Emily Lew

Senior Knowledge and Innovation Manager in our Knowledge and Innovation team tells us about what Break the Bias means to her and the challenges faced by women

What does Break the Bias mean to you? Are there, for example, any specific forms of bias that you have worked/are working to break or in respect of which you think further work needs to be done to break them?

I work in the innovation and legal tech team and I would love to see more women working in legal tech, which tends to be a male-dominated space, particularly in terms of founders of tech businesses.

How can allies help to break the bias (or any specific form of bias)?

It would be great to have more male allies being vocal about equality for women in the legal sector.

What have you done since the start of the pandemic to help drive diversity and inclusion – either in a professional or personal way?

I’m currently working on a project to try to encourage change in our working practices. If this can move the needle in this area even a little, this could have a great impact on people’s wellbeing and inclusion at work. Now that the pandemic has forced us to change the way we work, it would be great if we could hold on to any benefits this has brought.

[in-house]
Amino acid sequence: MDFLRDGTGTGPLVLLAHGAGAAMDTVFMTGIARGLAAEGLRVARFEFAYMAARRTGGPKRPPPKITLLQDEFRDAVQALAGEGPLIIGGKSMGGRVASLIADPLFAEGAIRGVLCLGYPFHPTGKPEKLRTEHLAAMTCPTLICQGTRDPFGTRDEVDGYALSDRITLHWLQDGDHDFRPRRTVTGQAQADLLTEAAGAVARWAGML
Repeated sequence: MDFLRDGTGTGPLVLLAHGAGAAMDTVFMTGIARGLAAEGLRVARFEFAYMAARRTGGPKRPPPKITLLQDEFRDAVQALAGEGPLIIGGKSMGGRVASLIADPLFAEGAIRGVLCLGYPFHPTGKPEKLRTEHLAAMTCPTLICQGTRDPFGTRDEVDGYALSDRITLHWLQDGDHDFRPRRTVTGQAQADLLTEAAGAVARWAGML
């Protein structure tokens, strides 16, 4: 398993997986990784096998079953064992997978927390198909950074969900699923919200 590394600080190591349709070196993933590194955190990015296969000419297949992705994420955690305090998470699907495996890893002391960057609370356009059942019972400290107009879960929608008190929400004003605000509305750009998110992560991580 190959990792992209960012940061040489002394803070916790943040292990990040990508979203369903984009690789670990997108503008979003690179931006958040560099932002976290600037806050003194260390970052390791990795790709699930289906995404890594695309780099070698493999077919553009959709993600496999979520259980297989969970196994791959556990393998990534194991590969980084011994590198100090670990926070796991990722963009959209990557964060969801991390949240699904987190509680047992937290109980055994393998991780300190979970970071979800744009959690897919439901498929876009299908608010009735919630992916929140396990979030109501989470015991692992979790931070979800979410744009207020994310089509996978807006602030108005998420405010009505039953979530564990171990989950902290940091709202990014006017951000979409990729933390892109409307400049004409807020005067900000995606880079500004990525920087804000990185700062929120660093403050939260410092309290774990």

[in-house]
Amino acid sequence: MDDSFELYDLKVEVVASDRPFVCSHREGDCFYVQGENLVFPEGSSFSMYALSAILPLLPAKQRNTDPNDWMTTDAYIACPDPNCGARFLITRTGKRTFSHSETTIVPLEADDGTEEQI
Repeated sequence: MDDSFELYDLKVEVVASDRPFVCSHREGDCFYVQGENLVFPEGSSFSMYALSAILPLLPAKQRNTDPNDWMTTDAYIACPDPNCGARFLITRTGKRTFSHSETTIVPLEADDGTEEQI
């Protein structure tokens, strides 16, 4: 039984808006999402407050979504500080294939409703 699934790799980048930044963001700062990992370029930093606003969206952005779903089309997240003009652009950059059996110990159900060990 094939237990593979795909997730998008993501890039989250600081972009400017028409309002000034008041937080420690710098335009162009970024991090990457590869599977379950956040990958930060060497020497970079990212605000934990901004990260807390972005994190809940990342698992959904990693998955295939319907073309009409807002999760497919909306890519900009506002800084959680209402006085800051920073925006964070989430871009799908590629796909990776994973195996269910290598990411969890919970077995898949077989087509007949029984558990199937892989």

What do you think is the biggest challenge facing women?

The ever-elusive balance between career and family. The crucial thing is the flexibility of employers on an employee’s return to work after parental leave. I have great hope that the shift in working practices engendered by the pandemic will force change in this area.

What one piece of advice would you give a woman entering the legal sector?

You don’t have to stick to the conventional career track – there is now great opportunity for alternative career paths within the law. Be open-minded and curious.

Who was/is your mentor – and why?

I’ve been lucky to have some great female bosses in my career who have acted as mentors and role models, including currently Jane Stewart and Alex Woods.

What do you think has been the most positive step forward for gender equality over the last few years?

I think this might be the pandemic – a silver lining we could not have envisaged at the start. Working practices have been overturned and there is more opportunity for flexibility than ever before. This is an exciting time to be in the workplace.